CLINTON — A bill that would increase the amount of tax credits available for renovation of historic buildings has area leaders enthusiastic about its potential impact on the city of Clinton.
Senate File 436 calls for the historic preservation and cultural and entertainment district tax credit program to be expanded from $45 million to $60 million dollars in the upcoming fiscal year up to fiscal year 2016. At that time the amount will be reduced to $50 million.
The bill passed through the Iowa Senate with no opposition last Wednesday. Sen. Rita Hart, D-Wheatland, during a legislative coffee on Saturday at the Clinton Area Chamber of Commerce, said Clinton has the potential to reap substantial economic benefits from the bill.
"It means a lot to Clinton particularly," Hart said. "It's a great bill to be passed. It's a great investment bill."
If the expanded program encourages more development, it would also mean construction jobs and promote private investment, which would provide an economic boost for the area, Clinton Area Chamber of Commerce President and CEO Nathan Sondgeroth said.
Historic tax credits have played an integral role in downtown Clinton renovations including the Van Allen, Howes and Armstrong buildings. All three of those rehabilitations were funded at least 15 percent by historic tax credits. According to those who have performed such renovations, the cost to restore an old building is nearly double what it is to construct a new building, making tax credits and other incentives critical to developers' bottom lines.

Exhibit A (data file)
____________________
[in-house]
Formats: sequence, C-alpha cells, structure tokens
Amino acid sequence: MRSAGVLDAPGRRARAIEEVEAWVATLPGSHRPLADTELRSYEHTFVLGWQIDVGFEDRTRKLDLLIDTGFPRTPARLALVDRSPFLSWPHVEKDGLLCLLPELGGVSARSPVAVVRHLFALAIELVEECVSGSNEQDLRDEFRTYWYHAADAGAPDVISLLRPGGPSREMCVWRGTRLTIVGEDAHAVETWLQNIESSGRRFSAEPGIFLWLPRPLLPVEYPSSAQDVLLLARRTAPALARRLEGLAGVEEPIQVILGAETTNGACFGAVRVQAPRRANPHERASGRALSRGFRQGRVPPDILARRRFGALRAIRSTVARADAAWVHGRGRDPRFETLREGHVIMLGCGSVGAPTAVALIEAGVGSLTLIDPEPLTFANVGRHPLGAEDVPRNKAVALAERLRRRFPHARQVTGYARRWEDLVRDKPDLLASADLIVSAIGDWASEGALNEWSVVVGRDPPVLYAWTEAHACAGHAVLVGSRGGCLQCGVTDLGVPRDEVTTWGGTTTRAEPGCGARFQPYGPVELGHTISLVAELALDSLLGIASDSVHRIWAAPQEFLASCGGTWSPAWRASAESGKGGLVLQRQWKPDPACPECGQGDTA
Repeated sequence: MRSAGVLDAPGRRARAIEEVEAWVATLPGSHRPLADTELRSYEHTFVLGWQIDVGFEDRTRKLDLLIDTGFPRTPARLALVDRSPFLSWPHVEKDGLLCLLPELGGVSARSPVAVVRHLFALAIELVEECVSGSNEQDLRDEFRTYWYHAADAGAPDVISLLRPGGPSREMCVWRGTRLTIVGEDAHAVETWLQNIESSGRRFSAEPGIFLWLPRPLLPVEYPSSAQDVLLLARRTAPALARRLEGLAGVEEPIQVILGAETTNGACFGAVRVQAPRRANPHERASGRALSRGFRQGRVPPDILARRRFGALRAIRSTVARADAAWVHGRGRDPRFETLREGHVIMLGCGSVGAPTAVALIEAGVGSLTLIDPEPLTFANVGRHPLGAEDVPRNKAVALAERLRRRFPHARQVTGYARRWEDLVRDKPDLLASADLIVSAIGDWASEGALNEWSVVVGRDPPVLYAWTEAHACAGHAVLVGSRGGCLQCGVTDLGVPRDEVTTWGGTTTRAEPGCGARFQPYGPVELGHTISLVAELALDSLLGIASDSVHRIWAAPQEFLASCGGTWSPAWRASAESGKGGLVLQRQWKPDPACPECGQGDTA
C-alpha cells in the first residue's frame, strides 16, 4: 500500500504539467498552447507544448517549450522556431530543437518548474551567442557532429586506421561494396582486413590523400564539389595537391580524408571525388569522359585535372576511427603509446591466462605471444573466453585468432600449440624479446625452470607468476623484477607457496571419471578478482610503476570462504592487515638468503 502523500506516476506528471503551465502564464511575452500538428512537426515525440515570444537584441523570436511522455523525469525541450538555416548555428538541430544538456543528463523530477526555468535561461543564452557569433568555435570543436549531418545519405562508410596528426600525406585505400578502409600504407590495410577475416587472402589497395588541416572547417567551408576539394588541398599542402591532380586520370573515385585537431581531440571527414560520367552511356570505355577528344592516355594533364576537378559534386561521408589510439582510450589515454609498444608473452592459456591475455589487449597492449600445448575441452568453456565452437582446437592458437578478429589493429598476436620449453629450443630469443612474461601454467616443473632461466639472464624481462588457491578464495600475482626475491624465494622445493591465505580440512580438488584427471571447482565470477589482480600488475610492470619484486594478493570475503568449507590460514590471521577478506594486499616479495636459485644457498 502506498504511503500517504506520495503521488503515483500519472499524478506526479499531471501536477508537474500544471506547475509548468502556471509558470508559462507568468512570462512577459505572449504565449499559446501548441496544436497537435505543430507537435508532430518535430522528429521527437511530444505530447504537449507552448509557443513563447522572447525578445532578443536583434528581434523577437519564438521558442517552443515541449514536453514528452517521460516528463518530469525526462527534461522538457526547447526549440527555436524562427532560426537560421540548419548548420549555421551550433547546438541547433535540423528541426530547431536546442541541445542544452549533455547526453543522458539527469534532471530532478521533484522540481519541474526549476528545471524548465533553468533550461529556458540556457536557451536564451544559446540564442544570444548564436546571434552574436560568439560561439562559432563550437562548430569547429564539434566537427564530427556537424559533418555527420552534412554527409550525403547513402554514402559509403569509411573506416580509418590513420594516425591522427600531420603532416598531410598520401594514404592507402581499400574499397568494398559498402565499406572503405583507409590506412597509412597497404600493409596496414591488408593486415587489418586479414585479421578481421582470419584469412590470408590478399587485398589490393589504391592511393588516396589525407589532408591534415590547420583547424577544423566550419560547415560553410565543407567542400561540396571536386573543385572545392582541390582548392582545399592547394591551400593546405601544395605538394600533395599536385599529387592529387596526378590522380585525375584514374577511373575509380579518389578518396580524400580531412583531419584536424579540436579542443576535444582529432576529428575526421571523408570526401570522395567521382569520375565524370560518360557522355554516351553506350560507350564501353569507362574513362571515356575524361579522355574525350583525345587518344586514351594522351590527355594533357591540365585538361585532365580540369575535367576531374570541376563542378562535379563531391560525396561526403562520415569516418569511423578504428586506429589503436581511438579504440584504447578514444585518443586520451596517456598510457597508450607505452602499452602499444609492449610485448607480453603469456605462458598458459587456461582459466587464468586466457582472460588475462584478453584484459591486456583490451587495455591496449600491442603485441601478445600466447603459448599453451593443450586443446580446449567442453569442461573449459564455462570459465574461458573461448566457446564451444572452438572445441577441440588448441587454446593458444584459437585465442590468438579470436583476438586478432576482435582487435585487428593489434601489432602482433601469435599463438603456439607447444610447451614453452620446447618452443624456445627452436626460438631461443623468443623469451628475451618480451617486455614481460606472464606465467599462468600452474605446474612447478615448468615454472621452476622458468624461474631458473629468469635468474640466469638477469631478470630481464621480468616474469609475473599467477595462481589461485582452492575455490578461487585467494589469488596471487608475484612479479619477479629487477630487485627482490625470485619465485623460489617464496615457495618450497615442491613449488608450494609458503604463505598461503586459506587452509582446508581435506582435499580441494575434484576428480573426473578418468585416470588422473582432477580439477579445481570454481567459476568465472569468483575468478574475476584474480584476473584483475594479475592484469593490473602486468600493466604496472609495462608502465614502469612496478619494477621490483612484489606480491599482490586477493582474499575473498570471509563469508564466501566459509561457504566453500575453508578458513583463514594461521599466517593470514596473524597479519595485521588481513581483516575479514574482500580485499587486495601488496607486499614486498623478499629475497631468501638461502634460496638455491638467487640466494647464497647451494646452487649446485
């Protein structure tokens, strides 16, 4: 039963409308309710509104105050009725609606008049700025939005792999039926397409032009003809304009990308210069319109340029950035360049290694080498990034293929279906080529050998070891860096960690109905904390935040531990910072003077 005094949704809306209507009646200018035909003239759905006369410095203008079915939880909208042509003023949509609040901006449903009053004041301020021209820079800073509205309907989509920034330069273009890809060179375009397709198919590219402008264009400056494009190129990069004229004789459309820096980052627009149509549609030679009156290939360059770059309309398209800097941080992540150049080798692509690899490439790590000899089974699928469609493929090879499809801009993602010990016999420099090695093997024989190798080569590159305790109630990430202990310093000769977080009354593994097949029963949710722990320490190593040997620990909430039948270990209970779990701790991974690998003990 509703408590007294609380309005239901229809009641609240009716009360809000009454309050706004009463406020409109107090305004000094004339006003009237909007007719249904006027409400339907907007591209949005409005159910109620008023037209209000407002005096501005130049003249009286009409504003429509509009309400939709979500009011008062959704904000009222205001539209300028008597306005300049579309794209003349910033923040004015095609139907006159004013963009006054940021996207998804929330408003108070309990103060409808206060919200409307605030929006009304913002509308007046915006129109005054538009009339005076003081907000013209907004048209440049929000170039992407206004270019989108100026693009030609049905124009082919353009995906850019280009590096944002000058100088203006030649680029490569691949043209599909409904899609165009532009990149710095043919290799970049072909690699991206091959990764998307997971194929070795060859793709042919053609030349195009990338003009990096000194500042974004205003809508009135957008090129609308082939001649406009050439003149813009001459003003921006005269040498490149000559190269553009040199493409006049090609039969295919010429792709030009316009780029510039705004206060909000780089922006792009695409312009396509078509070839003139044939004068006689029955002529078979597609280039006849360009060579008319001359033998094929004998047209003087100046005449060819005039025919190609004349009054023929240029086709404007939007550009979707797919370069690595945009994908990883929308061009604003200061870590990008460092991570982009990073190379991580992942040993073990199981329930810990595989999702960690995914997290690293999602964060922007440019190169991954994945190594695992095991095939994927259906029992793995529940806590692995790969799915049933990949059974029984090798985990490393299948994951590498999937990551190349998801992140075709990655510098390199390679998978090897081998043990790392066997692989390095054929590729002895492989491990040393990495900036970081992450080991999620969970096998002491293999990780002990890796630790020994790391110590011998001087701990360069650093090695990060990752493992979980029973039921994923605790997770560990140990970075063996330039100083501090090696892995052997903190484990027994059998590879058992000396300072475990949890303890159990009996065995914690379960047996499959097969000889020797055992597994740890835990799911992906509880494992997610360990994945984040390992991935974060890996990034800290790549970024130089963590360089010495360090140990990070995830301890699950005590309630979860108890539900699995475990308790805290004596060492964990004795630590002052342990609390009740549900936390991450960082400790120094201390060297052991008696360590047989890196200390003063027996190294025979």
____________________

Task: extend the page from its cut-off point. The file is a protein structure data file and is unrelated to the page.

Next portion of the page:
"It's helps to encourage developers and that's what you need," Clinton Engineering Co. manager Mike Johnson said.
Johnson's company performed the renovation of the Armstrong Building that houses the Clinton Area Chamber of Commerce as well as apartments in the upper levels. Johnson said the greater availability of tax credits could stir development.
"It doesn't take away all the risks, but it could mean that some of the projects that have been sitting on the sideline will come out," Johnson said.
Sondgeroth echoed Johnson's sentiments.
"Historic tax credits have shown to have a clear and absolute return when you have a stock like Clinton," Sondgeroth said. "This could have a direct positive impact on Clinton not only in downtown, but in the Lyons District as well."
One project in particular that Clinton area leaders hope will benefit from the expansion is the Wilson Building project. Investors with Cedar Rapids based Frantz-Hobart plan to transform the six-story structure into 29 market-rate apartments with historic tax credits playing a major role in the $7 million renovation. According to partner Jim Hobart, the company is very close to securing the funding for the project. Hobart said he fully supports expanding the program, which often has a backlog of projects to fund.
"The more money that's available in the pool, the more renovations are possible," Hobart said. "Sometimes there are projects we get into that don't get funded for the year we are working on them. It's obviously better if you start working on a project and don't have to wait to get the funds two years later."
The bill was introduced to the house on Monday. Rep. Steve Olson, R-DeWitt, said the item is not on the House's debate calendar yet and it's not clear if the bill will be discussed before the end of the session.
"If it does come up, I will be supportive of it because it is an economic growth tool that has been used successfully in the past," Olson said.